Installing Engineered Hardwood Flooring: What you need to know

Now that you’ve chosen your flooring, the next step is installing it into your home. But what do you need to know for installing engineered hardwood flooring? We’ve got the most important need-to-knows and we’ve broken them down for you in this handy guide.

Where can you install engineered hardwood flooring?

Because engineered hardwood flooring is specifically created to avoid the problems of solid hardwood. This means you can install it in many different environments, such as high rises, directly on concrete, over radiant heat, and even in basements. Because engineered hardwood is so versatile, it’s a great flooring option for almost any home!

Let your flooring acclimate

Before you install any wood flooring, you should always make sure the wood planks acclimate. The acclimation process allows the wood to breathe and adjust to the room you’ll be installing it in. We always recommend letting your flooring acclimate for at least 3 days to allow it to match the moisture content of the room. This way, it will not expand or contract after installation as it adjusts.

Prepare your sub-floor

Before you start installing your floors, make sure the sub-floor is properly prepared. All sub-floors should be completely dry and free from any paint, oil, dust, grease, or other residues. They should also be level with no more than a 1/4″ drop over a 10 foot distance.

Top 3 methods for installing engineered hardwood flooring

There are three popular methods for installing engineered hardwood flooring. These summaries give a brief overview of using each method, and as always, be sure to fully read all instructions on all materials before beginning installation.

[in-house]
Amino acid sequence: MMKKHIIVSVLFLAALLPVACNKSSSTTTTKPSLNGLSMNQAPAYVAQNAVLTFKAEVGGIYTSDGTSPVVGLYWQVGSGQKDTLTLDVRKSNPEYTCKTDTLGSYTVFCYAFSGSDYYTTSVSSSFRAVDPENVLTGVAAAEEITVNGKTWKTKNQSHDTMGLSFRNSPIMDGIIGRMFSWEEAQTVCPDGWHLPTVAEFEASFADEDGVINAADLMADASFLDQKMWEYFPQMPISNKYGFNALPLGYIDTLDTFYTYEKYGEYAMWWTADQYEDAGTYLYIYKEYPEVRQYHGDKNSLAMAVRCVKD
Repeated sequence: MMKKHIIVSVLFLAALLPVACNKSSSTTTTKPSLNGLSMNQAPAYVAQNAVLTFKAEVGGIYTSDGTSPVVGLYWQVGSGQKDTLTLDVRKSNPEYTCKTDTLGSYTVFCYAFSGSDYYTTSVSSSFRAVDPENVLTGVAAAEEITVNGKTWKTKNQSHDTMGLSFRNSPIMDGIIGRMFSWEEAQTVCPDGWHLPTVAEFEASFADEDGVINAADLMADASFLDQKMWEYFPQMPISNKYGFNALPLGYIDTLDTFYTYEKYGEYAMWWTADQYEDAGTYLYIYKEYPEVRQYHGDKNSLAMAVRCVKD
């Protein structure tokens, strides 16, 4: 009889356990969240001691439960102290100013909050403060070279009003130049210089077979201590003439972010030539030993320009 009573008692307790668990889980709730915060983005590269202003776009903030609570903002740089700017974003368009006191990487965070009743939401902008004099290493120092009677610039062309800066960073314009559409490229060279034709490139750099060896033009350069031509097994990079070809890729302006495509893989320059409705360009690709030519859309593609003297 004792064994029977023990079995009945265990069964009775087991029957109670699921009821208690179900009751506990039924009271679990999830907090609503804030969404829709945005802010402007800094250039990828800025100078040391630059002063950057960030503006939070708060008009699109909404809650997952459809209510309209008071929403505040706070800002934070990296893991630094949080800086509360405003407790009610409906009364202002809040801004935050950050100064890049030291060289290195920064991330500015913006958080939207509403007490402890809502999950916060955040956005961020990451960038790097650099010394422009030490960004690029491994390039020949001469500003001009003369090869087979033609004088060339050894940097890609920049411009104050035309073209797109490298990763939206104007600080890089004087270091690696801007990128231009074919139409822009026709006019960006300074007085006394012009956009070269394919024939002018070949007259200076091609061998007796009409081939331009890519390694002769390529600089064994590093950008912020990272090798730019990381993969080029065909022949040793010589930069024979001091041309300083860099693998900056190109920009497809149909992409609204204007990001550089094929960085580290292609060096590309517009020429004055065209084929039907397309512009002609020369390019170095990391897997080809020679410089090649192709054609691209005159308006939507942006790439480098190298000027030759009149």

Glued down

We recommend using this method when installing engineered hardwood flooring over concrete or plywood sub-floor. Use a Urethane based glue for this installation, and make sure to apply a moisture barrier before you start installing. Then, you can spread the glue over the sub-floor, making sure it is spread evenly. Start installing in a line parallel to your starting wall and work outwards. Always apply the glue in sections so it will not begin to cure before you lay the wood. You’ll want to roll the entire floor with a 150 lb. roller within 3-6 hours of installation.

Nailed down

The only time you can use nail down as an installation method is if you’re working with a plywood sub-floor. Add a felt paper barrier to the plywood before you start installation to protect from moisture. Then, start installing your wood with the groove side towards the starting wall. Use top side nails to hold the wood in place. Add additional rows of wood, taking care to use the proper pressure in your nailing machine to prevent damage to the wood plank tongues. As you install, be sure to leave a 1/2″ expansion space around the perimeter of the area.


Floating is a more uncommon installation method, and can only be used with the specially designed PurezaWood engineered hardwood flooring. Installing floating floors is the most difficult installation, since the floorboards will want to move around you in the beginning of the process. It’s crucial to ensure the first few rows are straight and gap-free, otherwise you’ll end up with crooked flooring you’ll have to fix. As you install, apply glue along the groove of each plank, being careful to wipe up any excess glue, which could stain your flooring.

Looking for engineered hardwood flooring?

At PurezaWood, we have custom engineered hardwood flooring to meet your every need. All of our floors are made with only the highest quality materials to guarantee a flooring you’ll fall in love with all over again every time you walk in your door. You can contact us for more information about our flooring and view our full hardwood installation guide here.

View some of our past projects on Instagram to see our flooring in homes!